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Leading cardiologists challenge clinical importance of interaction between clopidogrel (Plavix) and omeprazole (Prilosec) and question the wisdom of the FDA alert advising AGAINST use of these drugs together
Henry I. Bussey, Pharm.D., FCCP, FAHA
Since ClotCare reviewed this issue in May, 2009 (see clotcare.org/clotcare/clopidogrelprotonpumpinhibitors.aspx), information has continued to accumulate on the potential of omeprazole and other drugs to inhibit the CYP 2C19 enzyme which converts clopidogrel to its active metabolite. In addition to omeprazole and exomeprazole, the FDA letter also advises against the use of cimetidine (Tagamet), fluconazole (Diflucan), ketoconazole (Nizoral), voriconazole (VFEND), etravirine (Intelence), felbamate (Felbatol), fluoxetine (Prozac, Serafem, Symbyax), fluvoxamine (Luvox), and ticlopidine (Ticlid).
Although the potential interaction has been cited to result in as much as a 45% reduction in the plasma concentration of the active metabolite of clopidogrel, a posting dated November, 18, 2009 on the heart.org (theheart.org/article/1025121.do) presents the views of several leading cardiologists who disagree with the FDA's new position. Specifically, the cardiologists do not disagree with the fact that the cited drugs may reduce the conversion of clopidogrel to its active metabolite; but rather point to several articles in which use of these interacting drugs was NOT found to be related to event rates or clinical outcomes.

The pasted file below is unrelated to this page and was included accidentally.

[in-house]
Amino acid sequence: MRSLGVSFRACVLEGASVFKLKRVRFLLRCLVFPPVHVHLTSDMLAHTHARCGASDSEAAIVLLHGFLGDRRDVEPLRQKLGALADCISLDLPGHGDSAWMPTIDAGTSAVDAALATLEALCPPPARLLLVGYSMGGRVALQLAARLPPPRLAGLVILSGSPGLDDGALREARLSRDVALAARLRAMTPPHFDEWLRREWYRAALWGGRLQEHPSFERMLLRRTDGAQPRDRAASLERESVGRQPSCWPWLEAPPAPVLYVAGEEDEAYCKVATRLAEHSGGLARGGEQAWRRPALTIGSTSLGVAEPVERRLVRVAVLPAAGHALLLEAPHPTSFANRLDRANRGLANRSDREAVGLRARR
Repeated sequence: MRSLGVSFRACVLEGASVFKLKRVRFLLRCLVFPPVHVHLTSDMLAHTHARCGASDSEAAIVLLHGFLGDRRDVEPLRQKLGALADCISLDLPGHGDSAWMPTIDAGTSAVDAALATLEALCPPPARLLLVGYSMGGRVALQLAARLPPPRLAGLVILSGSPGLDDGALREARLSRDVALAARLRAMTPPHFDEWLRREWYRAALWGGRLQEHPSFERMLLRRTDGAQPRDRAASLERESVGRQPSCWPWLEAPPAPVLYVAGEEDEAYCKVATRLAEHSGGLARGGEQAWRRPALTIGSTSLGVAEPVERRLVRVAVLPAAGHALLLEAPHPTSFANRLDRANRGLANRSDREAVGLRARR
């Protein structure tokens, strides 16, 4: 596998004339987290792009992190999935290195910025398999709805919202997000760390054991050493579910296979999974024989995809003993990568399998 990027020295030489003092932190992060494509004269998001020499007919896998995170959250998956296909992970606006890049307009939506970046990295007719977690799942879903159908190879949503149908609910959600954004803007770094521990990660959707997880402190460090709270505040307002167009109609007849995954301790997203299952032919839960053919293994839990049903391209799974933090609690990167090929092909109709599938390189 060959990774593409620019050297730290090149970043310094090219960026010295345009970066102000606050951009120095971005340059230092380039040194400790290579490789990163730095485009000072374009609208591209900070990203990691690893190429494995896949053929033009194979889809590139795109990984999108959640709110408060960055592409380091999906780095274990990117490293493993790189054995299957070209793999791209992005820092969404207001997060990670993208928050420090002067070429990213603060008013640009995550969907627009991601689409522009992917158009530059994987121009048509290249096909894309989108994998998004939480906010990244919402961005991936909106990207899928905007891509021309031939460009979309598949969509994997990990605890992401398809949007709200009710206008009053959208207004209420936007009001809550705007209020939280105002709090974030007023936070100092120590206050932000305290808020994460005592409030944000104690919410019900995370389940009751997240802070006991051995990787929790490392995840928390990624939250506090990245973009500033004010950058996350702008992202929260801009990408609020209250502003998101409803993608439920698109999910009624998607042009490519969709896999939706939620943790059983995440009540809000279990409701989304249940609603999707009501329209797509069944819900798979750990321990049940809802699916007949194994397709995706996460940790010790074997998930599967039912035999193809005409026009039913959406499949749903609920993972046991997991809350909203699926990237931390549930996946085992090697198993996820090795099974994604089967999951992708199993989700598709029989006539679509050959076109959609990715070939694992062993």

The letter indicated that the FDA did not have enough data to advise against the use of other proton pump inhibitors (PPIs) and further indicated that there was no evidence of an interaction with the histamine-2 (H2) blockers ranitidine (Zantac), famotidine (Pepcid), nizatidine (Axid) or antacids.
The FDA alert is available at:
The Heart.org posting is available at:
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